It's time to go through the latest Previews to discover the good, the bad, and the strange.
Randy Queen jumps on the bandwagon and transforms his formerly T&A Darkchylde into a manga-esque all-ages Manga Darkchylde.
The wait for the trade is over, as there's finally a trade collection of Busiek & Nord's Conan.
Peter David & Pop Mhan's SpyBoy: Final Exam gets collected.
Mike Richardson & Rick Geary tell the story of early 20th century con-man Arthur Craven in Craven. Pretty much anything that Geary does is worth a look, though you may want to wait for the trade, as this is a 72-page hardcover.
The CrossGen rebirth continues with Ron Marz & Jeff Johnson's Dragon Prince #1.
There are two more revised Sin City collections: The Big Fat Kill and That Yellow Bastard.
The latest Cal McDonald collection, Last Train to Deadsville, has art by Kelley Jones.
A new manga series: Katsuya Terada's The Monkey King. Monkeys!
The big debut is Grant Morrison's Seven Soldiers #0, with art by J. H. Williams. This is the project I'm most geeked about for 2005. Morrison also has the first issue of Vimanarama! with Philip Bond. Morrison has been on a roll lately, so I hope it continues with these two projects.
Ed Brubaker & Doug Mahnke give us a "Joker: Year One"-style one-shot with Batman: The Man Who Laughs, a re-telling of the first encounter between The Joker and his arch-nemesis.
Action Comics #824 is not written by Chuck Austen, but threatens to continue the same stupid stories of Preus & Doomsday.
The "Supergirl" story from Superman/Batman gets a hardcover collection.
Giffen, DeMatteis, Maguire & Rubinstein take over JLA Classified as their "I Can't Believe It's Not the Justice League" takes over the title with issue #4.
Carlos D'Anda continues doing 'guest' art on Outsiders. I think that he's done more issues lately than supposed 'regular' artist Tom Raney. Unfortunately, D'Anda's style is completely unsuited for this title.
Paul Pope is the man for Solo #3.
There are two new manga series from CMX: Gals!, apparently a young-girl's shojo (with those typical super-huge eyes), and Tenjho Tenge, a high school combat series. And here I thought that we'd get soemthing more original from CMX than the same-old same-old...
The early Alan Moore series Skizz gets a collection.
Devlin Waugh: Red Tide has art by Steve Yeowell & Jock.
The new Howard Chaykin series Legend as art by the legendary Russ Heath. All together now: "Wait for the Trade".
Justin Gray & Jimmy Palmiotti try again, this time with Twilight Experiment,
DC's current best comic, Alan Moore & J. H. Williams III's Promethea, comes to a close with #32. Buy two copies so you can dissassemble one to make the giant double-sized poster.
Tom Strong #31 starts a two part tale by writer Michael Moorcock.
Lucifer gets another collection, Exodus, which inexplicitly skips issue #45...
Bruce Jones's Freak Show features art by the legendary Bernie Wrightson, but it's a limited edition black & white hardcover. I image that there'll be a paperback collection soon, so I'll wait for that.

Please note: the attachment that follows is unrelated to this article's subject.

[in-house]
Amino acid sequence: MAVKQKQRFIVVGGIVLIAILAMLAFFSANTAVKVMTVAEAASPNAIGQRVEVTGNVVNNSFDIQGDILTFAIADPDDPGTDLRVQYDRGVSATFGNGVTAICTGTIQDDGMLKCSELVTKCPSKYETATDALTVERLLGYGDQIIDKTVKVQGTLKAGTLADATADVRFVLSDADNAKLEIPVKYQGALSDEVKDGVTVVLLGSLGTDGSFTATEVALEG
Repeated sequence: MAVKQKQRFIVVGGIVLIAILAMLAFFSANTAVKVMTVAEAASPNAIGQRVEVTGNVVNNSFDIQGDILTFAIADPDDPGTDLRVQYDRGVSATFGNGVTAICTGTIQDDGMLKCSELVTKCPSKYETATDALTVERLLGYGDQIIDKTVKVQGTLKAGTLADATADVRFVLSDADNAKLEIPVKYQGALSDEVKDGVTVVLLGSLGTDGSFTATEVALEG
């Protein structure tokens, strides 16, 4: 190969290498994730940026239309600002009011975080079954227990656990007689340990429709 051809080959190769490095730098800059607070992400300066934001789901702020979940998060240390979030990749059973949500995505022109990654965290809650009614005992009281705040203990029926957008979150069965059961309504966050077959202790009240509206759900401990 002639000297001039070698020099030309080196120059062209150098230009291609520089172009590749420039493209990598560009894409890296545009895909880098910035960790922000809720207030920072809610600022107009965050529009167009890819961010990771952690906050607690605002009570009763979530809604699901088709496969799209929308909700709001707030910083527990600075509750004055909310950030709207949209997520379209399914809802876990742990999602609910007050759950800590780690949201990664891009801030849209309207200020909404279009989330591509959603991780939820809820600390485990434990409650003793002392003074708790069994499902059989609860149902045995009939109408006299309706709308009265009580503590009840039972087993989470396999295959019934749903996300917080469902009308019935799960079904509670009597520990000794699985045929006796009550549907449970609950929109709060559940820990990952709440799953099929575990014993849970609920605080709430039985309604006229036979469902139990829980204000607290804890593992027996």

The Expatriate #1 has a well-worn plot (CIA agent on the run from his employers), but it's written by hawaiian Dick writer B. Clay Moore, so it's potentially worth a look anyway.
There's a new A Distant Soil (#38), but I wait-for-the-trade on this one.
Todd Nauck's reality-series-meets-super-heroes comic Wildguard: Casting Call gets a trade collection. If you enjoy old-fashioned super-hero fun, check this out.
Black Panther returns, written by Birth of a Nation co-creator Reginald Hudlin and drawn by John Romita, Jr. There's also a collection of Jack Kirby's old Black Panther series as well.
I'm not sure about Young Avengers, but it does has art by Jim Cheung. I can almost guarantee that this'll get a trade collection, so I think I'll wait.
Ditto on Adam Warren & Rick Mays's Livewires.
Runaways returns with a new #1, and gets a third Marvel age collection as well.
Does anyone else find the cover of Spectacular Spider-Man #25 to be creepy and wrong?
The biggest 'why bother' of the month comes in the fact that Marvel Age Fantastic Four and Marvel Age Spider-Man are given new #1s as Marvel Age Fantastic Four Tales and Marvel Age Spider-Man Tales. Nobody buys these in comics form anyways, so what difference will a new #1 be?
X-Force: Shatterstar: because you don't have enough crap in your life.
The three-issue story Doctor Spectrum finally comes to an end with #6.
Frank Cho's Shana, The She-Devil comes from the Marvel Knights imprint, not MAX, so I guess he went back a drew in skimpy leopard-print jungle-bras...
Collections include: Hulk & Thing: Hard Knocks (Jae Lee art!); Clarmont & Davis's Uncanny X-Men - The New Age, vol. 2: The Cruelest Cut (say that 10 times fast!); Rogue: Going Rogue; What If...? (no need now to buy the individual issues this month, unless you've already pre-ordered them like I did--idiot); an Essential Luke Cage; and Marvel Weddings--pop quiz: how many of the marriages featured here are still together?
That's it for part 1. Part 2 tomorrow (probably...)